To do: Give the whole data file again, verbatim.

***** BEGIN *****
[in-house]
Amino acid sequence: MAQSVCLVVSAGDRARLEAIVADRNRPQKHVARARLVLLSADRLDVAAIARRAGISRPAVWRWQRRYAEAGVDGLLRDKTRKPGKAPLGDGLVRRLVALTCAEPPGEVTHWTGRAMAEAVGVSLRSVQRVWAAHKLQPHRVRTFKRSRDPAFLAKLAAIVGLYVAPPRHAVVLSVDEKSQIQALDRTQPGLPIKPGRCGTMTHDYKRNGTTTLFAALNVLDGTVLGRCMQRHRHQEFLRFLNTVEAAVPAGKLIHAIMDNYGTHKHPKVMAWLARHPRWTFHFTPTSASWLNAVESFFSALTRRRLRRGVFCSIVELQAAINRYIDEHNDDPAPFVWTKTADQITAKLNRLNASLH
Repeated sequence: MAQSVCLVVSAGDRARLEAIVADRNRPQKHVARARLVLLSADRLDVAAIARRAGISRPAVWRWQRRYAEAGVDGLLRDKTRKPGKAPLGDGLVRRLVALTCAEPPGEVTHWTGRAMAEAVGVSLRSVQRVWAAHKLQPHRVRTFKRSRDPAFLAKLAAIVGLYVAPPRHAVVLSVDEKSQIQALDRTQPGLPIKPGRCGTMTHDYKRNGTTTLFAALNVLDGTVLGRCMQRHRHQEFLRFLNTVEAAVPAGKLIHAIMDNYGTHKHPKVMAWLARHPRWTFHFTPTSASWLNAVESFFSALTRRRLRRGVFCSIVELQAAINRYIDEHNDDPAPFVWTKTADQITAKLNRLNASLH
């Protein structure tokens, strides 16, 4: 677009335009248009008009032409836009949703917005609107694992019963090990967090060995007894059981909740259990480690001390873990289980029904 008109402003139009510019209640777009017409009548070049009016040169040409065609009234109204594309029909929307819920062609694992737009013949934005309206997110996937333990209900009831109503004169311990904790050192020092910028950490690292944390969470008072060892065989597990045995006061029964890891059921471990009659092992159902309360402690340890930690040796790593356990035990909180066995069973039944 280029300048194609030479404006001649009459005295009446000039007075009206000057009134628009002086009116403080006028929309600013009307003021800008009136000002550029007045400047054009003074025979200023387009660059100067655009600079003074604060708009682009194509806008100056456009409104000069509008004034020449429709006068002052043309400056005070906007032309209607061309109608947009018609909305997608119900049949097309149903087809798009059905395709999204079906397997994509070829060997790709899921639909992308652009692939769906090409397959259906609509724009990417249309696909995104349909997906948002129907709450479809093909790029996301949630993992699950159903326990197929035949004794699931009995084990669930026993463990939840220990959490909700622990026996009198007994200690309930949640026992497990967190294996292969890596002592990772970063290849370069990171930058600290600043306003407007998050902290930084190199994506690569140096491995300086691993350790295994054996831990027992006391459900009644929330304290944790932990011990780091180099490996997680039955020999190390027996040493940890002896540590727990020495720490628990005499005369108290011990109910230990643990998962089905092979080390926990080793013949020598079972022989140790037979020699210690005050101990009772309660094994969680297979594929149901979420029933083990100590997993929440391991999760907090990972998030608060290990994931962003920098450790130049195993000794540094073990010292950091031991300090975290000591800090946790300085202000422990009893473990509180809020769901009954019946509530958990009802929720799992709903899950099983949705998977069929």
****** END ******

[in-house]
Amino acid sequence: MAQSVCLVVSAGDRARLEAIVADRNRPQKHVARARLVLLSADRLDVAAIARRAGISRPAVWRWQRRYAEAGVDGLLRDKTRKPGKAPLGDGLVRRLVALTCAEPPGEVTHWTGRAMAEAVGVSLRSVQRVWAAHKLQPHRVRTFKRSRDPAFLAKLAAIVGLYVAPPRHAVVLSVDEKSQIQALDRTQPGLPIKPGRCGTMTHDYKRNGTTTLFAALNVLDGTVLGRCMQRHRHQEFLRFLNTVEAAVPAGKLIHAIMDNYGTHKHPKVMAWLARHPRWTFHFTPTSASWLNAVESFFSALTRRRLRRGVFCSIVELQAAINRYIDEHNDDPAPFVWTKTADQITAKLNRLNASLH
Repeated sequence: MAQSVCLVVSAGDRARLEAIVADRNRPQKHVARARLVLLSADRLDVAAIARRAGISRPAVWRWQRRYAEAGVDGLLRDKTRKPGKAPLGDGLVRRLVALTCAEPPGEVTHWTGRAMAEAVGVSLRSVQRVWAAHKLQPHRVRTFKRSRDPAFLAKLAAIVGLYVAPPRHAVVLSVDEKSQIQALDRTQPGLPIKPGRCGTMTHDYKRNGTTTLFAALNVLDGTVLGRCMQRHRHQEFLRFLNTVEAAVPAGKLIHAIMDNYGTHKHPKVMAWLARHPRWTFHFTPTSASWLNAVESFFSALTRRRLRRGVFCSIVELQAAINRYIDEHNDDPAPFVWTKTADQITAKLNRLNASLH
């Protein structure tokens, strides 16, 4: 677009335009248009008009032409836009949703917005609107694992019963090990967090060995007894059981909740259990480690001390873990289980029904 008109402003139009510019209640777009017409009548070049009016040169040409065609009234109204594309029909929307819920062609694992737009013949934005309206997110996937333990209900009831109503004169311990904790050192020092910028950490690292944390969470008072060892065989597990045995006061029964890891059921471990009659092992159902309360402690340890930690040796790593356990035990909180066995069973039944 280029300048194609030479404006001649009459005295009446000039007075009206000057009134628009002086009116403080006028929309600013009307003021800008009136000002550029007045400047054009003074025979200023387009660059100067655009600079003074604060708009682009194509806008100056456009409104000069509008004034020449429709006068002052043309400056005070906007032309209607061309109608947009018609909305997608119900049949097309149903087809798009059905395709999204079906397997994509070829060997790709899921639909992308652009692939769906090409397959259906609509724009990417249309696909995104349909997906948002129907709450479809093909790029996301949630993992699950159903326990197929035949004794699931009995084990669930026993463990939840220990959490909700622990026996009198007994200690309930949640026992497990967190294996292969890596002592990772970063290849370069990171930058600290600043306003407007998050902290930084190199994506690569140096491995300086691993350790295994054996831990027992006391459900009644929330304290944790932990011990780091180099490996997680039955020999190390027996040493940890002896540590727990020495720490628990005499005369108290011990109910230990643990998962089905092979080390926990080793013949020598079972022989140790037979020699210690005050101990009772309660094994969680297979594929149901979420029933083990100590997993929440391991999760907090990972998030608060290990994931962003920098450790130049195993000794540094073990010292950091031991300090975290000591800090946790300085202000422990009893473990509180809020769901009954019946509530958990009802929720799992709903899950099983949705998977069929």